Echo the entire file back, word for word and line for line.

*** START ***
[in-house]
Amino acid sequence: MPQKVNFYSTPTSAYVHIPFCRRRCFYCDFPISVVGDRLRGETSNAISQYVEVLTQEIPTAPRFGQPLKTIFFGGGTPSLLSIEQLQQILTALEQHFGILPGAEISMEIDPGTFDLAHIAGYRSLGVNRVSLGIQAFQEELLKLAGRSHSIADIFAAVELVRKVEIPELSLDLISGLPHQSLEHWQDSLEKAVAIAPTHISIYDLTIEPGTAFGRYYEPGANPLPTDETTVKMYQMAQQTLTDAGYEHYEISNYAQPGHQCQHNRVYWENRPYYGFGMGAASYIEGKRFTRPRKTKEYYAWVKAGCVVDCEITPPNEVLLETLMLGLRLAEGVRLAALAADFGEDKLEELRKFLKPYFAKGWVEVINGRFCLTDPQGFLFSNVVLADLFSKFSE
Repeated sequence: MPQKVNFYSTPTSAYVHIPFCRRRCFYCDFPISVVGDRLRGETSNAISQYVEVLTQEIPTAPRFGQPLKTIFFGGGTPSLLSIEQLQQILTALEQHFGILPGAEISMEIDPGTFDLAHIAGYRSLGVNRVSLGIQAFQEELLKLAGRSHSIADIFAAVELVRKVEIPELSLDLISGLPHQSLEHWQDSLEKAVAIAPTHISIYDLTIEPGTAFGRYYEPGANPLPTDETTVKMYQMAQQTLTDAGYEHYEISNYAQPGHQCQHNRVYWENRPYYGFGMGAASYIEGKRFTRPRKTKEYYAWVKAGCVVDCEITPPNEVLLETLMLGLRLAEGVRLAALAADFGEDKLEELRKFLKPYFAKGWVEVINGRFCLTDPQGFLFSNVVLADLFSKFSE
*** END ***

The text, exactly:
[in-house]
Amino acid sequence: MPQKVNFYSTPTSAYVHIPFCRRRCFYCDFPISVVGDRLRGETSNAISQYVEVLTQEIPTAPRFGQPLKTIFFGGGTPSLLSIEQLQQILTALEQHFGILPGAEISMEIDPGTFDLAHIAGYRSLGVNRVSLGIQAFQEELLKLAGRSHSIADIFAAVELVRKVEIPELSLDLISGLPHQSLEHWQDSLEKAVAIAPTHISIYDLTIEPGTAFGRYYEPGANPLPTDETTVKMYQMAQQTLTDAGYEHYEISNYAQPGHQCQHNRVYWENRPYYGFGMGAASYIEGKRFTRPRKTKEYYAWVKAGCVVDCEITPPNEVLLETLMLGLRLAEGVRLAALAADFGEDKLEELRKFLKPYFAKGWVEVINGRFCLTDPQGFLFSNVVLADLFSKFSE
Repeated sequence: MPQKVNFYSTPTSAYVHIPFCRRRCFYCDFPISVVGDRLRGETSNAISQYVEVLTQEIPTAPRFGQPLKTIFFGGGTPSLLSIEQLQQILTALEQHFGILPGAEISMEIDPGTFDLAHIAGYRSLGVNRVSLGIQAFQEELLKLAGRSHSIADIFAAVELVRKVEIPELSLDLISGLPHQSLEHWQDSLEKAVAIAPTHISIYDLTIEPGTAFGRYYEPGANPLPTDETTVKMYQMAQQTLTDAGYEHYEISNYAQPGHQCQHNRVYWENRPYYGFGMGAASYIEGKRFTRPRKTKEYYAWVKAGCVVDCEITPPNEVLLETLMLGLRLAEGVRLAALAADFGEDKLEELRKFLKPYFAKGWVEVINGRFCLTDPQGFLFSNVVLADLFSKFSE